Tyrone Jones looked like a success story. He had left his East Baltimore neighborhood to start college in Texas, he planned to marry his high school sweetheart. He had gotten out of town without a violent record. But on a hot summer evening in 1998, minutes after 15-year-old Tyree Wright was gunned down on the steps outside an East Federal Street rowhouse, Jones -- home on break -- was arrested and charged with murder. A jury later convicted him, sending him to like in prison. Two eyewitnesses connected Jones, then 21, to the shooting.
NEWS
By Marcia Myers and Marcia Myers,SUN STAFF | February 17, 1999
The defense case of Baltimore police Officer Edward T. Gorwell II was further bolstered yesterday with test results from a Pennsylvania laboratory, which confirmed the presence of gunshot residue on the hand of the teen-ager Gorwell shot and killed April 17, 1993.The results, which verified a police lab test last week, appeared to reinforce Gorwell's long-standing contention that he was returning fire when he shot 14-year-old Simmont "Sam" Thomas, though no gun was found at the scene."We have to look at how this would be viewed by a trier of fact," Deputy State's Attorney Sharon May said yesterday.
NEWS
By JULIE BYKOWICZ and JULIE BYKOWICZ,SUN REPORTER | May 26, 2006
The FBI is no longer analyzing gunshot residue in its investigations, a blow to once highly regarded evidence used to suggest that a suspected criminal had fired a weapon. Lawyers, scientists and law enforcement officials across the country said they were astonished by the decision and said it could mean the end of using such evidence. It also could become a weapon for defense attorneys in pending cases and in efforts to overturn convictions. "If the premier forensic science organization in the world isn't using gunshot residue, that certainly raises some questions about it," said Timothy S. Brooke of the American Society for Testing and Materials, which sets the policies used by many police crime labs, including Baltimore's.
NEWS
By Julie Bykowicz and Julie Bykowicz,SUN STAFF | March 27, 2005
The Baltimore state's attorney's office said last week that it has found about half a dozen convictions in cases that may have involved the controversial identification of gunshot residue evidence. The preliminary review of shooting and weapons cases from the past five years came after a Circuit Court judge decided last month to exclude a two-element particle of gunshot residue evidence from a trial. He said a particle containing three elements -- lead, barium and antimony -- is required to meet the scientific community's threshold for establishing that a substance is gunshot residue.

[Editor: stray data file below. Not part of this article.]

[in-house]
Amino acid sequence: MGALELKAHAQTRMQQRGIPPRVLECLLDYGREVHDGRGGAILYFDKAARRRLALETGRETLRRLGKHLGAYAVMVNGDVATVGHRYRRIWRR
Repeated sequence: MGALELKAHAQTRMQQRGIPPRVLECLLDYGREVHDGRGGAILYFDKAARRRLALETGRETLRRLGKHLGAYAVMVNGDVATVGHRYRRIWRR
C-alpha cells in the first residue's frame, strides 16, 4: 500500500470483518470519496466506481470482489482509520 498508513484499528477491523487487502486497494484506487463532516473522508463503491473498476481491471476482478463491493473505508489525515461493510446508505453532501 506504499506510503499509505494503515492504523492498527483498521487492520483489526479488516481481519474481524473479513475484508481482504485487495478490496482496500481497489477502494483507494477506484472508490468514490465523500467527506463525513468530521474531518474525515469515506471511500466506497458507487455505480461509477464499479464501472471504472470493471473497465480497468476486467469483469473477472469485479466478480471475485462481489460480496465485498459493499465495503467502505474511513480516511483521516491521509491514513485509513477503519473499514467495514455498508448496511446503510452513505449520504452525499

NEWS
By Tricia Bishop and Tricia Bishop,tricia.bishop@baltsun.com | January 30, 2010
A 30-year-old Baltimore man convicted of conspiracy to commit murder and sentenced a decade ago to life in prison was granted a new trial Friday because potentially exculpatory evidence - a single-page police report - was not revealed during the original proceeding. Tyrone Jones was a college student home on summer break when he was charged with killing a 15-year-old boy in 1998. A jury acquitted him of the killing but found him guilty of conspiring to participate, based on a witness identification and the inexact science of analyzing gunshot residue, a particle of which was found on his hands.
NEWS
By Stephen Kiehl and Stephen Kiehl,Sun reporter | November 5, 2007
Call it the CSI list: fingerprints, gunshot residue, ballistics, toxicology, bite patterns - the full rundown of forensic methods used by prosecutors to link defendants to crime scenes. Public perception and generations of prosecutors suggest that all of those forensic methods produce rock-solid scientific evidence against criminal defendants. And one by one, Patrick Kent, chief of the forensics division at the state public defender's office, is trying to destroy those certainties. Kent has enjoyed success by attacking the validity of gunshot residue and - just last month in a Baltimore County murder case - fingerprints.
NEWS
May 26, 2006
MARYLAND FBI drops gunshot residue The FBI is no longer analyzing gunshot residue in its investigations, a blow to once highly regarded evidence used to suggest that a suspected criminal had fired a weapon. pg 1a TODAY Balticon marks 40 years Sci-fi fans gather for the 40th anniversary of Balticon, a convention that's out of this world. pg 1c SPORTS Orioles gain series split The Orioles defeated the Seattle Mariners, 2-0, to salvage a split of their four-game series. Rodrigo Lopez combined with closer Chris Ray on the Orioles' first shutout since Sept.